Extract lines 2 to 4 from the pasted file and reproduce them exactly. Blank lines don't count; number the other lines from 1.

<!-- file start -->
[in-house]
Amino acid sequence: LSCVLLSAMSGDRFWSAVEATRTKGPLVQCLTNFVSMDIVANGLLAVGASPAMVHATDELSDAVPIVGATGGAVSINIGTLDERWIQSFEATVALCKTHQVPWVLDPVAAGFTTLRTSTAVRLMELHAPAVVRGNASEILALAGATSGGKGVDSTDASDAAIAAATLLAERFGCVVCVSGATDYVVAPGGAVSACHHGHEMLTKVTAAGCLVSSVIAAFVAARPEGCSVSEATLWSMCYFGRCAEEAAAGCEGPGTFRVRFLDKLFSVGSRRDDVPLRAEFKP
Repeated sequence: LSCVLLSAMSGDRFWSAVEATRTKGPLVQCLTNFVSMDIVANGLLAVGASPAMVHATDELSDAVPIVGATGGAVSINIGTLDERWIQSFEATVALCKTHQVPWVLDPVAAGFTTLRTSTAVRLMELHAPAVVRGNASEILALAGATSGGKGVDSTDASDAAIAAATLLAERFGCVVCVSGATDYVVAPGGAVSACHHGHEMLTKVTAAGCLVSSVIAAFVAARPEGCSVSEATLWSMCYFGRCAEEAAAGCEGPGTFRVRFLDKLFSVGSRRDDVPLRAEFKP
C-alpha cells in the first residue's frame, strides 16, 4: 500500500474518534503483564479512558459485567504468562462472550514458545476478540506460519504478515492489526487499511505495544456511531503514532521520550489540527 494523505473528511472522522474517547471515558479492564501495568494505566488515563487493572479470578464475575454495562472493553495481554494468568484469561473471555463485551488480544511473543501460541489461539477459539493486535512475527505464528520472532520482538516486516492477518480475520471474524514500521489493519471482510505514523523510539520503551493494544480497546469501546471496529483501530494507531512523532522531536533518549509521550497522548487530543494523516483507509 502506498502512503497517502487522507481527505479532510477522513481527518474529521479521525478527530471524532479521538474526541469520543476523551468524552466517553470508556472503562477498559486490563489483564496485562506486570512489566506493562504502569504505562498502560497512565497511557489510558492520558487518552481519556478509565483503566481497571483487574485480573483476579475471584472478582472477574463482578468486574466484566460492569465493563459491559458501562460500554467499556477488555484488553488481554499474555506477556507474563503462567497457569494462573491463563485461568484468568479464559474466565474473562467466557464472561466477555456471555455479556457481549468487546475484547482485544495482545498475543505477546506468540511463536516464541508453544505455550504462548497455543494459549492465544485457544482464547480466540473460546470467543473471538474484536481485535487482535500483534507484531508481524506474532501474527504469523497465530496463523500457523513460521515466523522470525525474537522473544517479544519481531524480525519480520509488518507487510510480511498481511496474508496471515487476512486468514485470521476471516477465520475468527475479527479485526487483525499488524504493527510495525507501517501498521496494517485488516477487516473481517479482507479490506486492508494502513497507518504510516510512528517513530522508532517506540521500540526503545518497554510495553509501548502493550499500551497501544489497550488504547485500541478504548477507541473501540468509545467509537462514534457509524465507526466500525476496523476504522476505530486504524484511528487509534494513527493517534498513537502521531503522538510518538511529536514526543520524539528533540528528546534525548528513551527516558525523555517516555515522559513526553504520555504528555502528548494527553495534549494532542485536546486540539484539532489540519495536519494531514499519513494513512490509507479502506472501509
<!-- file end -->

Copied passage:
Amino acid sequence: LSCVLLSAMSGDRFWSAVEATRTKGPLVQCLTNFVSMDIVANGLLAVGASPAMVHATDELSDAVPIVGATGGAVSINIGTLDERWIQSFEATVALCKTHQVPWVLDPVAAGFTTLRTSTAVRLMELHAPAVVRGNASEILALAGATSGGKGVDSTDASDAAIAAATLLAERFGCVVCVSGATDYVVAPGGAVSACHHGHEMLTKVTAAGCLVSSVIAAFVAARPEGCSVSEATLWSMCYFGRCAEEAAAGCEGPGTFRVRFLDKLFSVGSRRDDVPLRAEFKP
Repeated sequence: LSCVLLSAMSGDRFWSAVEATRTKGPLVQCLTNFVSMDIVANGLLAVGASPAMVHATDELSDAVPIVGATGGAVSINIGTLDERWIQSFEATVALCKTHQVPWVLDPVAAGFTTLRTSTAVRLMELHAPAVVRGNASEILALAGATSGGKGVDSTDASDAAIAAATLLAERFGCVVCVSGATDYVVAPGGAVSACHHGHEMLTKVTAAGCLVSSVIAAFVAARPEGCSVSEATLWSMCYFGRCAEEAAAGCEGPGTFRVRFLDKLFSVGSRRDDVPLRAEFKP
C-alpha cells in the first residue's frame, strides 16, 4: 500500500474518534503483564479512558459485567504468562462472550514458545476478540506460519504478515492489526487499511505495544456511531503514532521520550489540527 494523505473528511472522522474517547471515558479492564501495568494505566488515563487493572479470578464475575454495562472493553495481554494468568484469561473471555463485551488480544511473543501460541489461539477459539493486535512475527505464528520472532520482538516486516492477518480475520471474524514500521489493519471482510505514523523510539520503551493494544480497546469501546471496529483501530494507531512523532522531536533518549509521550497522548487530543494523516483507509 502506498502512503497517502487522507481527505479532510477522513481527518474529521479521525478527530471524532479521538474526541469520543476523551468524552466517553470508556472503562477498559486490563489483564496485562506486570512489566506493562504502569504505562498502560497512565497511557489510558492520558487518552481519556478509565483503566481497571483487574485480573483476579475471584472478582472477574463482578468486574466484566460492569465493563459491559458501562460500554467499556477488555484488553488481554499474555506477556507474563503462567497457569494462573491463563485461568484468568479464559474466565474473562467466557464472561466477555456471555455479556457481549468487546475484547482485544495482545498475543505477546506468540511463536516464541508453544505455550504462548497455543494459549492465544485457544482464547480466540473460546470467543473471538474484536481485535487482535500483534507484531508481524506474532501474527504469523497465530496463523500457523513460521515466523522470525525474537522473544517479544519481531524480525519480520509488518507487510510480511498481511496474508496471515487476512486468514485470521476471516477465520475468527475479527479485526487483525499488524504493527510495525507501517501498521496494517485488516477487516473481517479482507479490506486492508494502513497507518504510516510512528517513530522508532517506540521500540526503545518497554510495553509501548502493550499500551497501544489497550488504547485500541478504548477507541473501540468509545467509537462514534457509524465507526466500525476496523476504522476505530486504524484511528487509534494513527493517534498513537502521531503522538510518538511529536514526543520524539528533540528528546534525548528513551527516558525523555517516555515522559513526553504520555504528555502528548494527553495534549494532542485536546486540539484539532489540519495536519494531514499519513494513512490509507479502506472501509